Employers Benefit by Matching Employee Strengths with Job Demands

scannerAre you surprised by the title of this post?  Probably not.  Every person has a unique set of strengths, and will excel in their job when the demands of the job match with their skill set.  And when people excel at their jobs, employers benefit from increased performance and lower turnover, meaning lower costs for the employer.  But what does this have to do with autism spectrum disorder (ASD)? Everything!

In our post two weeks ago, we focused on transitions and independence.  Employment is a key part of achieving and maintaining independence for most people.  Not only does having a job mean having income, but the right job provides a sense of satisfaction and accomplishment – and success breeds more success.  Whether the job is in or out of the home, full time or part time, supported or totally independent, a good match between worker’s skills and job demands means the employee experiences success, and it can serve as a foundation to try new things and continuing growing as a person.

People with ASD have a variety of strengths that too often are overlooked as we focus on the challenges they face.  As a result, many may be underemployed.  But this can be changed, and large employers are recognizing the value of examining an individual’s strengths in the employment process.  Some examples:

  • Anyone who has flown since 9/11 is well aware of the security process at U.S. airports managed by the Transportation Security Agency (TSA).  TSA officers check your ticket and identification to see if it is and valid; they look at our luggage via xray (and certainly my luggage is not always packed in great order) checking for weapons or other prohibited items; they sit somewhere monitoring the scans of people walking through those “x-ray” machines.  At best, this work is repetitive; others might call it boring.  Researchers at Carnegie Mellon University, the University of Pittsburgh, and the University of Minnesota found that people with autism are well-sited for some of these duties.  You can read about it here.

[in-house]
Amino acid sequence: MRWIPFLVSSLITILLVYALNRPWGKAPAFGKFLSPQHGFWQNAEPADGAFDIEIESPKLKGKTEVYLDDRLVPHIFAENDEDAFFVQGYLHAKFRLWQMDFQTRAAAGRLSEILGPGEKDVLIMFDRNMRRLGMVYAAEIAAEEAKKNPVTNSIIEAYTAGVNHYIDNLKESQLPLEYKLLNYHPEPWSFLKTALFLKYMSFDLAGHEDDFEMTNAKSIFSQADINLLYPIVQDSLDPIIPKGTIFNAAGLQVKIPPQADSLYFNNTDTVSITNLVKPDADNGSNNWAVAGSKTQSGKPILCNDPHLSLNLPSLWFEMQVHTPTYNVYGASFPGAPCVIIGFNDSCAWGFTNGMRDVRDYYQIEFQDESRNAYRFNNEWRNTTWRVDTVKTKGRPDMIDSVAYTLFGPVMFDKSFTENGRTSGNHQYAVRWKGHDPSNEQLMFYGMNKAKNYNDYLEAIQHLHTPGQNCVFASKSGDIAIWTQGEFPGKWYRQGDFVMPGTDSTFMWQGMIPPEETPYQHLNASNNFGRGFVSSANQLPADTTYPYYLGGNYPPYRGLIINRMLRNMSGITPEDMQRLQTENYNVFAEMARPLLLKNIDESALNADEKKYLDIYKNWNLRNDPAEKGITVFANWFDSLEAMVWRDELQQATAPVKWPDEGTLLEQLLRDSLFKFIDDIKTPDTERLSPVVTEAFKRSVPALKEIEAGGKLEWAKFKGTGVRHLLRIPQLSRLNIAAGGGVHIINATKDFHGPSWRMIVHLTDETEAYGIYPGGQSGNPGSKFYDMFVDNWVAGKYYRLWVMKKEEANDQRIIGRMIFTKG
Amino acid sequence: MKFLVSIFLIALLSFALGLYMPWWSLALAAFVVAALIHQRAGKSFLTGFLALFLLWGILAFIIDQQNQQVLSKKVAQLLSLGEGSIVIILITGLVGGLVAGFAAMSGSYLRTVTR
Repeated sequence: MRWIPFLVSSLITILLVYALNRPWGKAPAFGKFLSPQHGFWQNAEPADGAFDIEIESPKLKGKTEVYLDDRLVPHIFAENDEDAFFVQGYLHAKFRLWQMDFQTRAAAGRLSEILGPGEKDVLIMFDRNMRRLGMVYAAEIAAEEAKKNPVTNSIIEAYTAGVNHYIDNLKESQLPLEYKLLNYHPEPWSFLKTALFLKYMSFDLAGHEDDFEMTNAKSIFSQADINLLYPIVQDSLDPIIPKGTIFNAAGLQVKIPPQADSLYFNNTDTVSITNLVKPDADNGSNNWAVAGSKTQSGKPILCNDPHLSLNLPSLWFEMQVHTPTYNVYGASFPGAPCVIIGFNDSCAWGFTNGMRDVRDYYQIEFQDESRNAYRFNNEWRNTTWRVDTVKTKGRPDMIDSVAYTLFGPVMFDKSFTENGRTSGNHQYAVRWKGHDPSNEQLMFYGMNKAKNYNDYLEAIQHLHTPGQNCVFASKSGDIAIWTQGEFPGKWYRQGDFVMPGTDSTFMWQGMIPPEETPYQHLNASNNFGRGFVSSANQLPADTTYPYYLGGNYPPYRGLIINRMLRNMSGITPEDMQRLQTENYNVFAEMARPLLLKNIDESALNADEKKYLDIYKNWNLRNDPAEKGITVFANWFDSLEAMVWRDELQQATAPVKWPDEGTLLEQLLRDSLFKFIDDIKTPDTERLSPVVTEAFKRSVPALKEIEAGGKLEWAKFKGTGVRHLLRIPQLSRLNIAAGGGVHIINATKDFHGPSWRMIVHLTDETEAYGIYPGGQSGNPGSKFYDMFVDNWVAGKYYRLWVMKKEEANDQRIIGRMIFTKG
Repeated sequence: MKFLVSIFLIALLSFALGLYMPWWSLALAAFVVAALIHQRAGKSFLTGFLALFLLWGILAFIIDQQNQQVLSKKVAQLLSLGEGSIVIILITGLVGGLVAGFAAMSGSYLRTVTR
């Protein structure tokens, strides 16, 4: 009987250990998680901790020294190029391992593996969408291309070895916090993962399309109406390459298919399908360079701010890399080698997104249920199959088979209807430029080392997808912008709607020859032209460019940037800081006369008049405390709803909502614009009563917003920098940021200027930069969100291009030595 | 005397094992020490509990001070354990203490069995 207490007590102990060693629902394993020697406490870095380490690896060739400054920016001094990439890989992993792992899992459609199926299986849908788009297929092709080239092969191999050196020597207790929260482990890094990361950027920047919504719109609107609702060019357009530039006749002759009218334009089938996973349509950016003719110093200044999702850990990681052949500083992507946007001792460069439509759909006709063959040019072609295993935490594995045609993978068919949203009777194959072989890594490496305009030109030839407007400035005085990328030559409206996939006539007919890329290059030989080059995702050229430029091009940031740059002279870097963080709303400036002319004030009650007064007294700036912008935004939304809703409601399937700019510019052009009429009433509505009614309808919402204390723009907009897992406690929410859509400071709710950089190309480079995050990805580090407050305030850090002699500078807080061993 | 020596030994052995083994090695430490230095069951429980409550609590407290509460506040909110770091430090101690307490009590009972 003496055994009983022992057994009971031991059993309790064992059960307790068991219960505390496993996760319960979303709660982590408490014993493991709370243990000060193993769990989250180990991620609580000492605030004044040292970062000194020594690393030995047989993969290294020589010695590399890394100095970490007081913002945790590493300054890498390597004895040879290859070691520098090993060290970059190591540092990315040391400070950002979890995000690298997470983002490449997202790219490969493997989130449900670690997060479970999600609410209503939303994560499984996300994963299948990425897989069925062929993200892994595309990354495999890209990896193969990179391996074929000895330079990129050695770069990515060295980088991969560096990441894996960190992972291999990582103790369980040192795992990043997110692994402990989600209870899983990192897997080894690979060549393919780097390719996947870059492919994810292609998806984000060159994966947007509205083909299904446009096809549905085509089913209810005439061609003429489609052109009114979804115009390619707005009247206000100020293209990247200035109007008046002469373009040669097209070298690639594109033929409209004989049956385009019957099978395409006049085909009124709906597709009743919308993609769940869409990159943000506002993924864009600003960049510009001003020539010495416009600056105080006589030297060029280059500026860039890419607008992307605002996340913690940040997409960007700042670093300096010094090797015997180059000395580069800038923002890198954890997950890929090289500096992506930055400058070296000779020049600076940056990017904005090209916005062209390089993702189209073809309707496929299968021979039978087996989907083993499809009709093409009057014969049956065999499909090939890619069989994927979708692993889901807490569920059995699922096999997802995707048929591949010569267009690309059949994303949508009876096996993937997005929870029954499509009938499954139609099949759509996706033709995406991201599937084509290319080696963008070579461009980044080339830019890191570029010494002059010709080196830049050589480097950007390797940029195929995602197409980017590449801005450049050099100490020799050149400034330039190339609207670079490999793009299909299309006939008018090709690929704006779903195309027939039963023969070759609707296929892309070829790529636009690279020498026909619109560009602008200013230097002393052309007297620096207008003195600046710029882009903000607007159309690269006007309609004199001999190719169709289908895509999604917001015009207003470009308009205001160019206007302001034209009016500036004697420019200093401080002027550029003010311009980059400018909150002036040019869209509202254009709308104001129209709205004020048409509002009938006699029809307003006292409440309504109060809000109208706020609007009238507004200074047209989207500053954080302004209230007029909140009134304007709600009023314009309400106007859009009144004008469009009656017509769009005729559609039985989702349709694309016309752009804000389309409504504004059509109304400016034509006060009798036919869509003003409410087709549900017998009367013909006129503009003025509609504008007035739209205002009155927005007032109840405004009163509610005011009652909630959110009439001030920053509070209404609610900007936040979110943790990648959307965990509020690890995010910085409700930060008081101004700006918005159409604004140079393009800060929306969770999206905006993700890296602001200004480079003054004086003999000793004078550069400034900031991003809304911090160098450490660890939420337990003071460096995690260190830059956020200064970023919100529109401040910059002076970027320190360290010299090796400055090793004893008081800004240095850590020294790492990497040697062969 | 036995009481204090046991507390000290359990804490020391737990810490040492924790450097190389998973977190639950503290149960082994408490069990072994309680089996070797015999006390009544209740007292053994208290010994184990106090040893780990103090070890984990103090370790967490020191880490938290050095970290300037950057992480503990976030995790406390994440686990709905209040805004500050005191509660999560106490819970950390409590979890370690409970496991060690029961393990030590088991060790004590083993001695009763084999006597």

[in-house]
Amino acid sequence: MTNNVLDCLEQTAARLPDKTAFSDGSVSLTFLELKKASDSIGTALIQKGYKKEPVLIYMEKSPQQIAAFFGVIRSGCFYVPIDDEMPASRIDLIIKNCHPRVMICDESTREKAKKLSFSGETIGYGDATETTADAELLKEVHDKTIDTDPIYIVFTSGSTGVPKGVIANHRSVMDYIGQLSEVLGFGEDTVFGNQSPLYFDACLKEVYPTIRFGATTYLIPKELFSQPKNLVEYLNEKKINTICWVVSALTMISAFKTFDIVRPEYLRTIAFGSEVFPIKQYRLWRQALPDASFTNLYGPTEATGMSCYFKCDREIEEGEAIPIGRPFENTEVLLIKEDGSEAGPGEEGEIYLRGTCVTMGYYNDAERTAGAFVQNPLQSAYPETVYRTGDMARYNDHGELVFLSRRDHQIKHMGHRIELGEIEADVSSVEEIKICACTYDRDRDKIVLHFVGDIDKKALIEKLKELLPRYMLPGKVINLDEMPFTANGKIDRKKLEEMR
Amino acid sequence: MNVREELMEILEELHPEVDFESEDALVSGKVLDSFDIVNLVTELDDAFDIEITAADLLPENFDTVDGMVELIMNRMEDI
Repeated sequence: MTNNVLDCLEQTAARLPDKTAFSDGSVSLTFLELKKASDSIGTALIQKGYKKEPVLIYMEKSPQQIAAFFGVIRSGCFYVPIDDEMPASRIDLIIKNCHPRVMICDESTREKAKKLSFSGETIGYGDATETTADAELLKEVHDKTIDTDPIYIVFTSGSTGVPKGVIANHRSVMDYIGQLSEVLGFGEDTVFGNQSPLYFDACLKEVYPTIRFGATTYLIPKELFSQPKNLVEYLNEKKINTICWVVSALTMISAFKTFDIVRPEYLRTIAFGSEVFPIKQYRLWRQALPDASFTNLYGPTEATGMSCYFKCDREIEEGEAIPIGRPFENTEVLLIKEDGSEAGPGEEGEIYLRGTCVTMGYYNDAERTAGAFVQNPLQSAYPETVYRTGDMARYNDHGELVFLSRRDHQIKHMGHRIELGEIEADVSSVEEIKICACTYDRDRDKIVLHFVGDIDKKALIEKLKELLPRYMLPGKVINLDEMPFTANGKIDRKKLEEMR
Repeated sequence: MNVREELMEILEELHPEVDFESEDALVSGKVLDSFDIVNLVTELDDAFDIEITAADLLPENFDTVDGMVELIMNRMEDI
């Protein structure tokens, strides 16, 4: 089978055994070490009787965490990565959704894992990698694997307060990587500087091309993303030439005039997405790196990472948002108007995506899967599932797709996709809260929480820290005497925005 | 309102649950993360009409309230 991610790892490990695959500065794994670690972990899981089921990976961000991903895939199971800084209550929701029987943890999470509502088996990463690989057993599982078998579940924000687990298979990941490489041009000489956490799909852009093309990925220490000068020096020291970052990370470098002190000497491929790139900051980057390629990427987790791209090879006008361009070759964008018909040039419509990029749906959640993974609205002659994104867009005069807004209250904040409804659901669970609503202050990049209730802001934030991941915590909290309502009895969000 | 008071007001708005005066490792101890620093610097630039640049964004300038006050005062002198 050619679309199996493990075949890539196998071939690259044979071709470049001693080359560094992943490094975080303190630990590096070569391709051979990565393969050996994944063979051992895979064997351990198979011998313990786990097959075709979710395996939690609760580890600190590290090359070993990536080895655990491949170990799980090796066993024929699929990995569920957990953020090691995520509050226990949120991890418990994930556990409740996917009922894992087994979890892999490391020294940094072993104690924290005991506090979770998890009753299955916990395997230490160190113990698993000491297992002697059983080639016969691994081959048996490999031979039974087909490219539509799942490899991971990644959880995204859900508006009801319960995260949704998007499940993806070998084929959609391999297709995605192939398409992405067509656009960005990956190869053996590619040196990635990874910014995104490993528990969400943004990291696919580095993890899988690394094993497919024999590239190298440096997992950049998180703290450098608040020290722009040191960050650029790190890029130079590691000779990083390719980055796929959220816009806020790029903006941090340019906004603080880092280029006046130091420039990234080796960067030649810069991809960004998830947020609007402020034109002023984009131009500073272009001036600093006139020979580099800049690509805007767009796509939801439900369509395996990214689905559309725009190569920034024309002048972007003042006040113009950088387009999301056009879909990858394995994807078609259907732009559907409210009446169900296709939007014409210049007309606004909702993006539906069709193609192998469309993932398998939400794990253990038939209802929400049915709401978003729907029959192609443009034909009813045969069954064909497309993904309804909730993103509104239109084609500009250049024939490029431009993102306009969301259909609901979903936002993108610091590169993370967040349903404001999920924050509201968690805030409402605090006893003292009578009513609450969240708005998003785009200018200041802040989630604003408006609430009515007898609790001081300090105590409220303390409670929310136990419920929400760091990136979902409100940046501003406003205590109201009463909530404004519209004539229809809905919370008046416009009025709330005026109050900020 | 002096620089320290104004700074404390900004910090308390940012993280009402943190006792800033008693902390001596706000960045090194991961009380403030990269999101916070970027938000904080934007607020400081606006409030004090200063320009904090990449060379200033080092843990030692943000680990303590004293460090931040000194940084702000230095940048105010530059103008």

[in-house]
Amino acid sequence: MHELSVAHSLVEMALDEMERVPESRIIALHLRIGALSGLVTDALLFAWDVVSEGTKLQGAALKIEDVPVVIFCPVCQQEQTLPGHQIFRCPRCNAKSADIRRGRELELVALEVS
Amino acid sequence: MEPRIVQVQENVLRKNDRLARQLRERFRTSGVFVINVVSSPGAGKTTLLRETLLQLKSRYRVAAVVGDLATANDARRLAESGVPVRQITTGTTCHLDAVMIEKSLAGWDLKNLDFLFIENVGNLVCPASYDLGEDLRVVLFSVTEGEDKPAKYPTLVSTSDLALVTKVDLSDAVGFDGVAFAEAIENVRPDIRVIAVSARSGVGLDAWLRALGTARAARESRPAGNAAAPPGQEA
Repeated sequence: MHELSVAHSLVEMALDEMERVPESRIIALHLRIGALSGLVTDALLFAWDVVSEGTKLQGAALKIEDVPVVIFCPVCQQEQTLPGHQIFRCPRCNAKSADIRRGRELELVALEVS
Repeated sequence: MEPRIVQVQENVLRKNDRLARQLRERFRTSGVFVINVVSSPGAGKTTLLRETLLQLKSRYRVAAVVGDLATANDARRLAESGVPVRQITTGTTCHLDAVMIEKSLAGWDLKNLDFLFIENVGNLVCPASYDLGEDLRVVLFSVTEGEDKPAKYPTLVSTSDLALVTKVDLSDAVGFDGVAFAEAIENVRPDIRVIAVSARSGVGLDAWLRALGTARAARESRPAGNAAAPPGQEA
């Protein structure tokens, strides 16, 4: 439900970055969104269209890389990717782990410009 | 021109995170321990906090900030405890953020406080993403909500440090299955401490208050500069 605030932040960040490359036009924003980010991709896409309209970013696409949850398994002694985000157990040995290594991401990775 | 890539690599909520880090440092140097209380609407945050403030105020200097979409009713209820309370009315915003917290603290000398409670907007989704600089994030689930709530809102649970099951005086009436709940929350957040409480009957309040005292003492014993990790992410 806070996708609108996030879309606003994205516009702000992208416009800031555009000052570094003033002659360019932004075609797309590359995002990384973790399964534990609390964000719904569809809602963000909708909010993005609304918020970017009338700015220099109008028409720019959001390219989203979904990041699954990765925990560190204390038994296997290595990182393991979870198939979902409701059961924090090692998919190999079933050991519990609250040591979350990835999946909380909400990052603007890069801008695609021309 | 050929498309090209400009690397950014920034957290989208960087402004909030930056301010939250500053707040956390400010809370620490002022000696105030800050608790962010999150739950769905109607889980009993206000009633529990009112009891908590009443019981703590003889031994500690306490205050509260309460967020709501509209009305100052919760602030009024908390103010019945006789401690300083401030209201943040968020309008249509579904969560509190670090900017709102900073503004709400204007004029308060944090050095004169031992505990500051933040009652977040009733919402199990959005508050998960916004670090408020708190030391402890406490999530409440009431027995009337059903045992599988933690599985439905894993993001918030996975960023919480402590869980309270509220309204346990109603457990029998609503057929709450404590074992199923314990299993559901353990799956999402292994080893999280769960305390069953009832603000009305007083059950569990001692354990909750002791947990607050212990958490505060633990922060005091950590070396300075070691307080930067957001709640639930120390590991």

• SAP, a huge German software company found that many people with ASD have strengths that can help in software quality assurance and testing, such as close attention to detail or ability to solve complex problems.  After successfully recruiting and employing individuals with ASD in India and Ireland, they are expanding this program to the U.S. and other sites. Read about this here.
  • Fast Company, which prides itself on inspiring “readers and users to think beyond traditional boundaries, lead conversations, and create the future of business” since 1995 recently published an article written by an entrepreneur who is also the mother of two adult children, one with ASD.  Published as one of their “Leadership Now” articles, Ms. Pacelli provides a look at not only why employers should be hiring people with ASD, but how to help these (and other) employees succeed.  As she says in her closing sentence, this “yields the business results that leaders need to not just survive, but thrive.” Ms. Pacelli’s article can be found here.

Russell J. Bonanno, M.Ed.
TAP Program Manager

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